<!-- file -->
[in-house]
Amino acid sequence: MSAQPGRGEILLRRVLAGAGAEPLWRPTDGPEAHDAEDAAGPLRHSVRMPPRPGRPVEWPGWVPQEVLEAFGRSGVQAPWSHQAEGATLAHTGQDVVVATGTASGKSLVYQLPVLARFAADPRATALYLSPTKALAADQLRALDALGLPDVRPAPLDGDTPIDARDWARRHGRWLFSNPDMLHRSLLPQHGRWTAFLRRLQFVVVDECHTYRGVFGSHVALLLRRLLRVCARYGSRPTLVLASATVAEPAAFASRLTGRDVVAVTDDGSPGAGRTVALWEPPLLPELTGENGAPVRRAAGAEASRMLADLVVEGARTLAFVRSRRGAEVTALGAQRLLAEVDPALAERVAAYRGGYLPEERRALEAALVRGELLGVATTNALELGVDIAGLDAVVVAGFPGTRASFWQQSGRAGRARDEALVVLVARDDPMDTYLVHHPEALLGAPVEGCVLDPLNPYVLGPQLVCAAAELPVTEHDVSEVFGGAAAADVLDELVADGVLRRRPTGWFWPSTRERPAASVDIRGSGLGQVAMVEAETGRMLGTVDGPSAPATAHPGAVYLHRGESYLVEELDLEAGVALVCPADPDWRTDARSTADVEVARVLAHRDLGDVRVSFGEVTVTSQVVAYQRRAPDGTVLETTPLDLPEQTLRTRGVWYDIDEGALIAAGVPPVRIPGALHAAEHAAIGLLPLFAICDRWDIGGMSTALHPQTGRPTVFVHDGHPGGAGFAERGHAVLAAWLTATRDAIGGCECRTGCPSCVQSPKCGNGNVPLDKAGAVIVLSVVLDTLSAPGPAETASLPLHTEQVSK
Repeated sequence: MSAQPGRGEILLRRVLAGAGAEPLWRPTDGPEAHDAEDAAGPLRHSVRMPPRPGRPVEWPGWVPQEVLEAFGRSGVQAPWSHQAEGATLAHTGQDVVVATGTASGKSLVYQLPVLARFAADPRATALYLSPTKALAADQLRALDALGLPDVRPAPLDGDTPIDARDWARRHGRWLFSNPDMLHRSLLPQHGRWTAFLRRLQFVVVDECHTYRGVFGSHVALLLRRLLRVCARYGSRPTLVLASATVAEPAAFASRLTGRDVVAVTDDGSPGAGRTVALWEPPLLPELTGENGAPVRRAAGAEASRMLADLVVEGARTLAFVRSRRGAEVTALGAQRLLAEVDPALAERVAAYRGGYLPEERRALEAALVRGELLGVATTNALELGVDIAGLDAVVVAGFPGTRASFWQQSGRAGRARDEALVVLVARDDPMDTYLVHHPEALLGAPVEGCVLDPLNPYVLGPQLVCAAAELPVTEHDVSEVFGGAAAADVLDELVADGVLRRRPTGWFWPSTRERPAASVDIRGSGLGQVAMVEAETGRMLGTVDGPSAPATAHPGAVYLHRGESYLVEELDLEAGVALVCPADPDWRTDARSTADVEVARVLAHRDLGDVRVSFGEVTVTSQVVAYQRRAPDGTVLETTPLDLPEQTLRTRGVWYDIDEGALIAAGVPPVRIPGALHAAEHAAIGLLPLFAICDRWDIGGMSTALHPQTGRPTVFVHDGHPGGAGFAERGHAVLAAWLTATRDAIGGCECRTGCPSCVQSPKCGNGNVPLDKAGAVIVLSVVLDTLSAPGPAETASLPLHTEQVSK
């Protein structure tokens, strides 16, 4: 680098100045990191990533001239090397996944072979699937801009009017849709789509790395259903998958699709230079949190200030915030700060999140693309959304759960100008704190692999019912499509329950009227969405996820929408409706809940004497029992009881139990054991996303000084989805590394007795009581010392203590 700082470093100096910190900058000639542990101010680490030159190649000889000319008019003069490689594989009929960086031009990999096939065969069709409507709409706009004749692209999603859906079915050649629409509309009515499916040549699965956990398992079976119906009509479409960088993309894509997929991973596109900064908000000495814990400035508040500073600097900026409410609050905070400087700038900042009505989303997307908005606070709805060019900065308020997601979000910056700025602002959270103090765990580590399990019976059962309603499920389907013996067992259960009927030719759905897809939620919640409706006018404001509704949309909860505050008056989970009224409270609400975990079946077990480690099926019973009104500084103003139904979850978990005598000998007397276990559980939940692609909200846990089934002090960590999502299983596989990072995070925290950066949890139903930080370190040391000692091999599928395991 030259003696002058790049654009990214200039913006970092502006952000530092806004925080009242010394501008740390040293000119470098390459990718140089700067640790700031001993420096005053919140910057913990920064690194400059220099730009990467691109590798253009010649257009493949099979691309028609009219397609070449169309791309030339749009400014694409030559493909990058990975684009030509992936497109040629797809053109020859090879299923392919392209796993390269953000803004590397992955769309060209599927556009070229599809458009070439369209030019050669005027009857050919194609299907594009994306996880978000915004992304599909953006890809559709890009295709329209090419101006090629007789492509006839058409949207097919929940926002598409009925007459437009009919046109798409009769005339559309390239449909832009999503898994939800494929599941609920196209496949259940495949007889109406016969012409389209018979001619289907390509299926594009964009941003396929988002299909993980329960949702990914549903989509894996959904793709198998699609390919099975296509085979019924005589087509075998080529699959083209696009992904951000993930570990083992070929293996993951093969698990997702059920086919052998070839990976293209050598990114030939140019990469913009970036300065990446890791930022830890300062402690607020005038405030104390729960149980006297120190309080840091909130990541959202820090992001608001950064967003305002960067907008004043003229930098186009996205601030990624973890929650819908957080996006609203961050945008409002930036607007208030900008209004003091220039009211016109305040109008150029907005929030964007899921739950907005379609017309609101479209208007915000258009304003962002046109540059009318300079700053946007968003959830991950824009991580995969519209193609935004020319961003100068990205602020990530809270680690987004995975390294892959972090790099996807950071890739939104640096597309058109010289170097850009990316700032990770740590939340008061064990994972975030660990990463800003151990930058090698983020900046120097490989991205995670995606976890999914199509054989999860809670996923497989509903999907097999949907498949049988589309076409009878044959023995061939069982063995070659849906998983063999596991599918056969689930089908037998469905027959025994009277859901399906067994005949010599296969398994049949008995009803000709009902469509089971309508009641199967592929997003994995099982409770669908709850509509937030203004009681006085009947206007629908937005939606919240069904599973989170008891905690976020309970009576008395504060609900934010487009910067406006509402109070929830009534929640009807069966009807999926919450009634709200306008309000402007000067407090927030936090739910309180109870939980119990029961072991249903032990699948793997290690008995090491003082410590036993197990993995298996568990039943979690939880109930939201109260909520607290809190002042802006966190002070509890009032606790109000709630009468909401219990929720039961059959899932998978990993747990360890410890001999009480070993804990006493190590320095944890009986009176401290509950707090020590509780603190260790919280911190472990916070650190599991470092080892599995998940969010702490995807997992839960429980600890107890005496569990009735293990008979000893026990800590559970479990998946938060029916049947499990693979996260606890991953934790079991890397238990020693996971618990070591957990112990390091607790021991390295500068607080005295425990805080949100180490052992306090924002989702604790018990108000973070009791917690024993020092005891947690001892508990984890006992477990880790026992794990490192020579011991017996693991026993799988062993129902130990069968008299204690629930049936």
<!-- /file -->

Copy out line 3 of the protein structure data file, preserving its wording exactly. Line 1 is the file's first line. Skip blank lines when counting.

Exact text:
Repeated sequence: MSAQPGRGEILLRRVLAGAGAEPLWRPTDGPEAHDAEDAAGPLRHSVRMPPRPGRPVEWPGWVPQEVLEAFGRSGVQAPWSHQAEGATLAHTGQDVVVATGTASGKSLVYQLPVLARFAADPRATALYLSPTKALAADQLRALDALGLPDVRPAPLDGDTPIDARDWARRHGRWLFSNPDMLHRSLLPQHGRWTAFLRRLQFVVVDECHTYRGVFGSHVALLLRRLLRVCARYGSRPTLVLASATVAEPAAFASRLTGRDVVAVTDDGSPGAGRTVALWEPPLLPELTGENGAPVRRAAGAEASRMLADLVVEGARTLAFVRSRRGAEVTALGAQRLLAEVDPALAERVAAYRGGYLPEERRALEAALVRGELLGVATTNALELGVDIAGLDAVVVAGFPGTRASFWQQSGRAGRARDEALVVLVARDDPMDTYLVHHPEALLGAPVEGCVLDPLNPYVLGPQLVCAAAELPVTEHDVSEVFGGAAAADVLDELVADGVLRRRPTGWFWPSTRERPAASVDIRGSGLGQVAMVEAETGRMLGTVDGPSAPATAHPGAVYLHRGESYLVEELDLEAGVALVCPADPDWRTDARSTADVEVARVLAHRDLGDVRVSFGEVTVTSQVVAYQRRAPDGTVLETTPLDLPEQTLRTRGVWYDIDEGALIAAGVPPVRIPGALHAAEHAAIGLLPLFAICDRWDIGGMSTALHPQTGRPTVFVHDGHPGGAGFAERGHAVLAAWLTATRDAIGGCECRTGCPSCVQSPKCGNGNVPLDKAGAVIVLSVVLDTLSAPGPAETASLPLHTEQVSK